Brooklyn is lost in a haze of
heavy smoke escaped from the lungs of a tall and skinny playwright,
the endless waters of Niagara burning the eyes of overjoyed Chinese tourists,
water-logged campsites among wolves ablaze in the Boundary Lands,
a hot and humid parking garage cooks a canine underground in Minneapolis,
every moose,
every black bear,
every star hovering over those northlands have tasted combustion,
Madison County is repulsive,
and Texas has not stopped burning since the open ranges closed a century ago,
only Detroit is spared –
there is no one left there to start the fire,
and one other –
heir to the throne of Poseidon,
who cannot burn
because he is the father of all flames.

We are only two,

and a faithful dog,
(self proclaimed captain of the campsite)
road-weary travelers
who have been heading home since that perilous moment
when we pulled away from our front door,
always leaving,
always returning,
rubber on the road,
rubber on the soles of our hiking boots,
called to that place where mountains pierce the underbelly of
pregnant mother clouds,
called into the lives of old friends in new places,
if only temporarily,
to be a new soul,
a spirit belonging to the constructs of revelation,
called to the end of the road,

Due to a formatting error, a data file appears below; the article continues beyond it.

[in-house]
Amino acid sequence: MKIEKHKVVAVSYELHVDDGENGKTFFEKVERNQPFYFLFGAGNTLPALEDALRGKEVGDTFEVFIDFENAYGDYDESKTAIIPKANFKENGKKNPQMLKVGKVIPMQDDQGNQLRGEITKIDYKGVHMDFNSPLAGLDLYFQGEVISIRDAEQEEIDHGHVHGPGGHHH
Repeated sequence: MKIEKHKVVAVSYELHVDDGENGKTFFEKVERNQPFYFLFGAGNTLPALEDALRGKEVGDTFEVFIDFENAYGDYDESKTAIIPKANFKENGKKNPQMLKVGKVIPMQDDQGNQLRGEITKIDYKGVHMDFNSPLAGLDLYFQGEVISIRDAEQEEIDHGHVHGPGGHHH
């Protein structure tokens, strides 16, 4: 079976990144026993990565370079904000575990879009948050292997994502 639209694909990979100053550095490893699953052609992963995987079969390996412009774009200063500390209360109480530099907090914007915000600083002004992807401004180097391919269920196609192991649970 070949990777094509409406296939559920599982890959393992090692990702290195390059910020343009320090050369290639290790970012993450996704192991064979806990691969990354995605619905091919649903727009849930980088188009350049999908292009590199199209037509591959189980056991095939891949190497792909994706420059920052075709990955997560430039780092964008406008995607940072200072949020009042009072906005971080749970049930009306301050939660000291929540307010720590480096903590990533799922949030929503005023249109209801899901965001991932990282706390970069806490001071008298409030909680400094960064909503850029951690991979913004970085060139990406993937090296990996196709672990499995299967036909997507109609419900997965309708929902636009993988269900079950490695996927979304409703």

only to find that the road has no ending,
the open road is always open,
and the pursuit thereof is eternal,
marred by mortality,
rubber on the soul,
eating away the miles of our existence,
a burning fever that cooks the very blood within us,
drives us to insanity,
to the open road,
like the smooth cypress wood of that old house by the levee,
whose destruction by fire so long ago
in the madness of youth
permanently sealed the borders of Canada from us –


Sunday, September 12, 2010


One more stop before heading home...

Austin is burning,
hipsters toasting on blankets in the park,
blue jean shorts so short
    the pale precious silk of soft vaginal lips are on proud display,
a scooter gang rolls up under electric power pseudo-offensive blitzkrieg,
pushing kick-stands down with Converse,
wiping the road grime from their nonprescription glasses with
     tissue found in low slung shoulder bags,
we are strewn willy-nilly,
blankets and bodies and bottles of wine in the grass,
fixated on the white screen before us,
twenty-somethings worshiping life,
in love with art and music or the idea of,

A chestnut haze cascades from on high,

concentric circular crown glowing at the apex of guardian moon towers above,
warding off the criminals and dissolving Andromeda,
authentic beef burritos sizzle somewhere nearby,
little Juanita calling from the trailer,
Hola, amigos!
Venga y coma!
her mother stirs authentic Mexican sauces in the cramped confines
     of their tiny kitchen caravan,
Juanita lives this life,
lives it and no other,

Austin is burning,
every vintage shop and resale thrift store turned to soot,
the tat parlors seared like the permeable ink of their countless customers,
credible vegan meals burnt to a blackened crust,
organic hot tamales and hamburgers at the downtown farmer’s market
     mix into ash blown from the saxophone of a troubled middle school musician,
the greenbelts emptied of their homeless,
endless trails of joggers juiced on natural runner’s high,
an ongoing parade of sports bras dancing in various colors and shapes,
determined citizens deterring body fat,
unified by this unmistakably unique plateau city,

We bathe naked in the clear springs of the arroyos,